But please! none of this two-faced, hot and cold, aggressive then timid, Woman then Lesbian, Man then Woman, BS. Please!

Put your cards honestly on the table and let's do this.


You're such a lost cause. I explicitly invited debate; you jumped in with your usual oul' sh1te. It's all on the record.
 

CatullusV

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This has actually been a dominant theme in Irish politics since the foundation of the State.

You'd do better to ask why, despite its deep grip on politics, the rural agenda has failed to make any progress.

As to this experience being 'minority', the equivalent of 80% of people born in the 1930s emigrated in the 1950s.

I find it significant that we could have come through decades where the central concerns of our politics are only explicable if seen as grounded in a fixation with rural depopulation, and none of that intrudes on how you frame your OP.

The direct answer to your question can be found on another thread.
http://www.politics.ie/forum/environment/253481-regional-cities-focus-growth-12.html

The reason many have to leave Ireland from rural areas is because rural Ireland has made a political choice that they would rather go to London than to Galway City.
The "equivalent of 80%"? What de fupp does that mean? Please explain and use some stats.
 

brigg

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Why do you think you are being "replaced" on purpose?
Why don't you stay and fight for your place in the country?
Those who left did not fight- they just left.
Naturally others will step into vacancies if they arise- and try to survive in their newly found niche.
It is nonsense to fabulate about replacement.
A refreshing attitude.
There is a long tradition in this country, especially in counties like Donegal, where emigrating to America (often illegally) is considered the done thing, but there seems to be no desire to move to another Irish county, or the closest large town.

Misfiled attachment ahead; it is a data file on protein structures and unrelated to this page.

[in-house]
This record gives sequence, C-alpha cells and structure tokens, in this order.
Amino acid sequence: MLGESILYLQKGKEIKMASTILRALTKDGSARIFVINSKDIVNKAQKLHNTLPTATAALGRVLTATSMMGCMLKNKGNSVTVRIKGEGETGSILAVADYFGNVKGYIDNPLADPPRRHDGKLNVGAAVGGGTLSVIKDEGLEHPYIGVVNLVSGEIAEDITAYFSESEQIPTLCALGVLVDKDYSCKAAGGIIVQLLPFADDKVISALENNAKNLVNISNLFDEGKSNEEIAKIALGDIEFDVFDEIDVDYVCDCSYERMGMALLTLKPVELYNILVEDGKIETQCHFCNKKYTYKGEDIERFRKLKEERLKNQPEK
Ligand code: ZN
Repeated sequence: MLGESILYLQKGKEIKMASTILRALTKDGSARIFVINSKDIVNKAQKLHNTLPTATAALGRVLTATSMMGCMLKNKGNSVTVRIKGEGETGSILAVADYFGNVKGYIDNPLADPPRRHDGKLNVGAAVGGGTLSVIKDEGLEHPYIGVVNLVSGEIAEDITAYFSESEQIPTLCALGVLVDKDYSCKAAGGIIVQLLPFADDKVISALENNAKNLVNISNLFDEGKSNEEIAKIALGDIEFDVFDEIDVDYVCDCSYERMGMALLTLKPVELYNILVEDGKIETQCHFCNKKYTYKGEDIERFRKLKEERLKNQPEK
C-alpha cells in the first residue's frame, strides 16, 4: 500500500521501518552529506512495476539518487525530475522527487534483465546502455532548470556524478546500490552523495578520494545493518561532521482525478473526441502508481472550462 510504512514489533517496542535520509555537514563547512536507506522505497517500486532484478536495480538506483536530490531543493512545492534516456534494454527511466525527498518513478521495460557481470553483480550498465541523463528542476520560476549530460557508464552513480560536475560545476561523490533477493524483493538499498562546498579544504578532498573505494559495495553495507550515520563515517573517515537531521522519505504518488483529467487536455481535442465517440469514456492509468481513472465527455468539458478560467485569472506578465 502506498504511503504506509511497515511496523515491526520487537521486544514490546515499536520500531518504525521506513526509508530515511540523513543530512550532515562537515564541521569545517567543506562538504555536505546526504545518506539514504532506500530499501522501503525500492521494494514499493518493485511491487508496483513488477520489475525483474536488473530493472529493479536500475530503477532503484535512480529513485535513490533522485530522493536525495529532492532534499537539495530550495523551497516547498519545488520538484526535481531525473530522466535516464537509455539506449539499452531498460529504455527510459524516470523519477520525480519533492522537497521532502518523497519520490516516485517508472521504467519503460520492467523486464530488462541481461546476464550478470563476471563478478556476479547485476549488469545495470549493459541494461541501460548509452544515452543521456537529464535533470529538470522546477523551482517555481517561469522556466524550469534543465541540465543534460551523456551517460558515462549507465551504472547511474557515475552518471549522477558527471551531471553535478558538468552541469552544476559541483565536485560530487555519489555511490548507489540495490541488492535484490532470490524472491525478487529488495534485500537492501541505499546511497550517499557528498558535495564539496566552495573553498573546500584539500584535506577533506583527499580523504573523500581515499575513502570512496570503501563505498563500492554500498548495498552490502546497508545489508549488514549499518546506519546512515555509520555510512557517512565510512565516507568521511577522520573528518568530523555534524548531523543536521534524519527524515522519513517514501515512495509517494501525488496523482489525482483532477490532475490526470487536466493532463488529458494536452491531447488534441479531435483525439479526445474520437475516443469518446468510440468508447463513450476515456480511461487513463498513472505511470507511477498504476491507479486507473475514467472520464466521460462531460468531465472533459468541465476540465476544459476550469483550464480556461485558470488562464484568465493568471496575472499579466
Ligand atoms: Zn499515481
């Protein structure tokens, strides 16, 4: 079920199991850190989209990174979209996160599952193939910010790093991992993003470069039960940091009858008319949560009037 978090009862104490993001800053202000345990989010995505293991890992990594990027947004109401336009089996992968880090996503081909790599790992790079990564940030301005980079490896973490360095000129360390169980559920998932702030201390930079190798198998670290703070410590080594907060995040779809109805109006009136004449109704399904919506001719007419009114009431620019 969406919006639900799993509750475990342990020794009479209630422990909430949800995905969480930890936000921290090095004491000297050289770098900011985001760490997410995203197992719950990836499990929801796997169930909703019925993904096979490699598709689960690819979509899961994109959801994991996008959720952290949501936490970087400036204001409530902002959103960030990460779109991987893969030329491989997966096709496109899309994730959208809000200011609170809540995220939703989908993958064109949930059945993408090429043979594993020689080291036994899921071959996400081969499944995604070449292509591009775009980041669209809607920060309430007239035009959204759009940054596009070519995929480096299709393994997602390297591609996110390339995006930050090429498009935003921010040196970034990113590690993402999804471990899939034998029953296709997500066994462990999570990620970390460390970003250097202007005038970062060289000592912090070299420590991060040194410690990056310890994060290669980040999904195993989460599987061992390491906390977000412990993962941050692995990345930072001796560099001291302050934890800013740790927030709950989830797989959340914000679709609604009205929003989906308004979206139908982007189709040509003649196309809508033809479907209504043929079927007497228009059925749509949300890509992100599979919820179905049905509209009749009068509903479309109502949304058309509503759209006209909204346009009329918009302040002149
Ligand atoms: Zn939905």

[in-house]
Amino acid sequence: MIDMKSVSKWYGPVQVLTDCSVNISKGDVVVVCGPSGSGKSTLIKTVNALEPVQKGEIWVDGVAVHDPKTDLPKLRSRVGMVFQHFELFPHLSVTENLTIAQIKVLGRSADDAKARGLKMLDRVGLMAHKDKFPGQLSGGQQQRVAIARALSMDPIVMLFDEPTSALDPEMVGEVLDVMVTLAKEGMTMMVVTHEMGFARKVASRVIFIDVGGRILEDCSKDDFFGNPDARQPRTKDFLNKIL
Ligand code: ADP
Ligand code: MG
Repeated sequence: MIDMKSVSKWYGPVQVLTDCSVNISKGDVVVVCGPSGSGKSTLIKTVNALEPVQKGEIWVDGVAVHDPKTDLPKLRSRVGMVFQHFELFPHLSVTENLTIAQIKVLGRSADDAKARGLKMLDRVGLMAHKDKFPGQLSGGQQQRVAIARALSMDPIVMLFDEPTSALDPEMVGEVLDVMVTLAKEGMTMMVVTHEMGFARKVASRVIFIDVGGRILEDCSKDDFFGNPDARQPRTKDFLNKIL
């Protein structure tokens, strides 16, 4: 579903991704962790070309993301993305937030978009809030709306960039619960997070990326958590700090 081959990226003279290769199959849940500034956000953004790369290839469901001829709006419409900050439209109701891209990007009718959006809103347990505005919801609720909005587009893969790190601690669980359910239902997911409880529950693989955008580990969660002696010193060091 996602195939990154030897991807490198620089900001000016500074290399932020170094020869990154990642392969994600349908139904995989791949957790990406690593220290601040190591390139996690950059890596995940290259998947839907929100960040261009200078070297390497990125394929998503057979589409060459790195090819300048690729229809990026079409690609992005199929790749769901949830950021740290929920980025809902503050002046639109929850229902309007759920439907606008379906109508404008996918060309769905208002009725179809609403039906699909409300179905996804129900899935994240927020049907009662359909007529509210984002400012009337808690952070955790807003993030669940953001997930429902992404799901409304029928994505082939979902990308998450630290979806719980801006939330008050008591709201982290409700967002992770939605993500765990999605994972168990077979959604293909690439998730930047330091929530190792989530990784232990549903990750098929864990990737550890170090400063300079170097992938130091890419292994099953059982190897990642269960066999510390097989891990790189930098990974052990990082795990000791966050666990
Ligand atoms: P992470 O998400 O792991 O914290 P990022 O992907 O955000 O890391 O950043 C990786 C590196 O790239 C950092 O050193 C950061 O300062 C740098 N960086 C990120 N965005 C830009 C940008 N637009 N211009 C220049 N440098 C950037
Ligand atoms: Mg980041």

Dublin might as well be Timbuktu, while America is literally considered the next parish.
 

Rural

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We live on a little island in the Atlantic, it's important for people (especially those in rural areas) to travel off island for a while, it's also important that other cultures immigrate to our little island.

Keeps us from getting stale and mouldy.:)
 

GDPR

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We live on a little island in the Atlantic, it's important for people (especially those in rural areas) to travel off island for a while, it's also important that other cultures immigrate to our little island.

Keeps us from getting stale and mouldy.:)


Everything that has improved in Ireland, on both sides of the Border, in my lifetime has been a direct result of "opening up".
 

Lagertha

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I did my leaving cert in 1991, there wasn't enough money to send me to university, there was a recession and basically, as much as I'd have loved to go, financially it just wasn't an option. I could have gone on the dole but I didn't, I took low paid jobs that I'd have preferred not to have to do, but I had money in my pocket, I could pay my way at home and provide for myself, which is a damned site more than your average 18 year old is doing in Ireland now.

Immigrants move to a country and they do the jobs that the indigenous population won't do. They'll work in the shops, and hotels and bars and do cleaning work that a lot of natives feel they're too good for, too good for but not proud enough to get off their lazy arses and get a job though. Too easy to collect 200 euro a week and have your rent paid.
 

Hitchcock

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??
When was the last time you were served by an indigenous waitress in one of the biggish cities here?